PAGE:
Former President Obama’s senior advisor Valerie Jarrett said she’s encouraging former first lady Michelle Obama “to be a force for good” outside the White House, but doesn’t see her vying for any political office.
Jarrett told MSNBC in an interview aired this morning that she “had adjusted ahead of time to what it would be like” if Donald Trump won the election “and that made it a little smoother” to transition.
“It was painful,” she admitted of election night. “It was, I think, gut-wrenching, is how I described it. So, but that’s our democracy. And then you have to just move on and figure out how you want to continue to do what you care most about.”
“And for me, it’s issues like gender equality and criminal justice reform and helping advocate for civil rights and getting young people interested in picking up that baton. So, there’s still a lot of important work left to do.”
Jarrett added that “you can’t just throw up your hands and give up on our democracy.”
One of Obama’s “biggest disappointments” in office, she said, “was the toxic nature in Washington and how I think the Republicans decided very early on, from day one, that they were going to put their short-term political interests ahead of what was good for our country.”
“I just didn’t fully appreciate coming in just how the entrenched special interests would hold on with a stranglehold to that status quo and that change, it was terrifying to them,” she added. “And it meant giving up power and it meant putting it back in the hands of the American people. And there was a lot of resistance to that.”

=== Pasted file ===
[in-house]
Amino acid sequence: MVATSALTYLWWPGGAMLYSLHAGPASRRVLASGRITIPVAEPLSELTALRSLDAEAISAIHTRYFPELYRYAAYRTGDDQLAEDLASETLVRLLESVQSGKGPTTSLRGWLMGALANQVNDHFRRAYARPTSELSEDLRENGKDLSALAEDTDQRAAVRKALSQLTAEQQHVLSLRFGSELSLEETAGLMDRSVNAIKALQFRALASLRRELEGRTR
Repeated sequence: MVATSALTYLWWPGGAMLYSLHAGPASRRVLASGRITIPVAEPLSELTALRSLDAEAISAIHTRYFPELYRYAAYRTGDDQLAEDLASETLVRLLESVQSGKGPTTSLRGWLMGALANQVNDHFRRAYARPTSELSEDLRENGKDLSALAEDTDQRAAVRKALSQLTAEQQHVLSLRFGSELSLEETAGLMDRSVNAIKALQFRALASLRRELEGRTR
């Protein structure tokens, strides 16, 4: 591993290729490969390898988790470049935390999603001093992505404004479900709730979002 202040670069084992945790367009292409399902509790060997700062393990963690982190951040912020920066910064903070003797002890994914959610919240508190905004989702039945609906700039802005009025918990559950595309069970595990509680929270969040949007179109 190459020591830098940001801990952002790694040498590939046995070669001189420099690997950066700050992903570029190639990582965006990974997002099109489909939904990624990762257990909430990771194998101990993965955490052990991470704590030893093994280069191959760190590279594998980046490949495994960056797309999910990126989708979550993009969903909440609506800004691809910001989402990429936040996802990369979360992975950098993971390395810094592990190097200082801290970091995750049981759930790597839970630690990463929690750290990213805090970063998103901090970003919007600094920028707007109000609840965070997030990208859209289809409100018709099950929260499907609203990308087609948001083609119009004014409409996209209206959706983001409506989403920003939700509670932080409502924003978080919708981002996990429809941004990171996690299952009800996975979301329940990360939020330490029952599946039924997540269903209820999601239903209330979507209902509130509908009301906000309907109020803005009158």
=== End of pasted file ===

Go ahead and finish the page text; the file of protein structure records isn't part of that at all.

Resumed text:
Asked if she was considering running for the Senate, Jarrett insisted she’s more interested in helping “some young people run for office.”
On encouraging Michelle Obama to run: “I don’t think that that would be fruitful.”
“I will encourage her to be a force for good. She doesn’t need much encouragement for that. Obviously, she was an extraordinary first lady. But I don’t think she really wants to run for office. I think she appreciates that she has this extraordinary platform, as does her husband. They’re young. They’re very popular. The president left office with very high approval ratings, as did she. And so how do you take that and galvanize the American people, citizens, to actually work to solve some of the big challenges that will lie ahead?”
Jarrett admitted later in the interview that she hadn’t predicted Hillary Clinton’s loss.
“I think, look, it’s a big, complicated democracy. One of the strengths of our country is its diversity, its rich diversity. I actually didn’t see the election coming out the way it did. I wouldn’t have predicted it. But the question is, like where do you go from here?” she said. “And what do we do to just rebuild and focus on creating a big and inclusive tent where we’re focusing on making sure that, you know, every child gets that fair shot, that every woman gets to compete on a level playing field, that we are true to the core values of our country and we’re making sure that we honor those values.”
She said Obama, through civic engagement programs at The Obama Center, is “looking forward to going back” to his roots as a community organizer.